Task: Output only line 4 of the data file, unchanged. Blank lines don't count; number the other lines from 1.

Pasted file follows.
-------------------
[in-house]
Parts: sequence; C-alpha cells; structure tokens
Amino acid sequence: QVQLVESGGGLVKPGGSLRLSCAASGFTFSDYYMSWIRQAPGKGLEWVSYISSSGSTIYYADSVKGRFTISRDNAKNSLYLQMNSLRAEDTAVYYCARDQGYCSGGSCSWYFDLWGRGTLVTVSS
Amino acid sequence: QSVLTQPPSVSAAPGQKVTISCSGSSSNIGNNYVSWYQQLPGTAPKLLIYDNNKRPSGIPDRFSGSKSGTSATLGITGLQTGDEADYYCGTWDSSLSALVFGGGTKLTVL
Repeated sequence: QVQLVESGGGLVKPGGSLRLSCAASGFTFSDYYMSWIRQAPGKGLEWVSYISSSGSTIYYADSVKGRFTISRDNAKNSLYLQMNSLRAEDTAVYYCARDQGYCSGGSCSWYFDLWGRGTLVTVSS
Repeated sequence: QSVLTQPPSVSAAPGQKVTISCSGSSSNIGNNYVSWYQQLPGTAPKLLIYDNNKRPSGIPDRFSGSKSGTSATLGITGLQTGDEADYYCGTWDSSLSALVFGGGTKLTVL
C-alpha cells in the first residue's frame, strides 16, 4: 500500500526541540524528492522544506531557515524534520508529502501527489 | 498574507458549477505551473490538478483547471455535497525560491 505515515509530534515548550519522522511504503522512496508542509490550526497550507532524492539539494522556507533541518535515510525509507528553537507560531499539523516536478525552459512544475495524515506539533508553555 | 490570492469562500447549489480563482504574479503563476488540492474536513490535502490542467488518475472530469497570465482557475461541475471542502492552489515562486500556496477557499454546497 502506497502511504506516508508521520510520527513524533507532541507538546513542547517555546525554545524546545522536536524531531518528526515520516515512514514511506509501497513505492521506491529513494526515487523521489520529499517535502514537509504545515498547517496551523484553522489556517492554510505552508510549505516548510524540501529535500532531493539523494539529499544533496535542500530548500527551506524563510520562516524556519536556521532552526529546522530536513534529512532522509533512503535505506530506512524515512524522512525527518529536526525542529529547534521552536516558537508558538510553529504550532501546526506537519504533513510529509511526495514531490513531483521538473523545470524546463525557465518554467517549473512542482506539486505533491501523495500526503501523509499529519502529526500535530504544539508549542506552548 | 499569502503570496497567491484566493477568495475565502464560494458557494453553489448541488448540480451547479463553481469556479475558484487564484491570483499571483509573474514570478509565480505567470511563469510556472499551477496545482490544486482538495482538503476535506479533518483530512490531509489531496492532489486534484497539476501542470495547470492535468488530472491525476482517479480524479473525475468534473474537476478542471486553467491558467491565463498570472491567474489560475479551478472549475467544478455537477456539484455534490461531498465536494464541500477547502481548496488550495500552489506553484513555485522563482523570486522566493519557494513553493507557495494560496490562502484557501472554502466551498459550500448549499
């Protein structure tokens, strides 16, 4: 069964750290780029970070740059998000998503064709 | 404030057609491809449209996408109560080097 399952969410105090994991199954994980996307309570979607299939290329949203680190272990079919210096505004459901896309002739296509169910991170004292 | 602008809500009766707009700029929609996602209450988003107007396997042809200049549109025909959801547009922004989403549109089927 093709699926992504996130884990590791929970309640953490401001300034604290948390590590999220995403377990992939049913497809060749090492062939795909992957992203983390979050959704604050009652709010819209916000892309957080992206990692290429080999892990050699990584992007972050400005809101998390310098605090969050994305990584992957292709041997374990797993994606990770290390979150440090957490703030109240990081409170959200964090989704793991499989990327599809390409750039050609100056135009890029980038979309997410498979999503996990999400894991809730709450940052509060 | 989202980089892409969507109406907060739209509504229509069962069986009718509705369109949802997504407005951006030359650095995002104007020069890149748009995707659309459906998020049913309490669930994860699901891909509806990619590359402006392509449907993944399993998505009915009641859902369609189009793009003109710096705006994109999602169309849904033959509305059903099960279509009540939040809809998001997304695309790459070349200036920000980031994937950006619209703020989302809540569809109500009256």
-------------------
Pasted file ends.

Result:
Amino acid sequence: QSVLTQPPSVSAAPGQKVTISCSGSSSNIGNNYVSWYQQLPGTAPKLLIYDNNKRPSGIPDRFSGSKSGTSATLGITGLQTGDEADYYCGTWDSSLSALVFGGGTKLTVL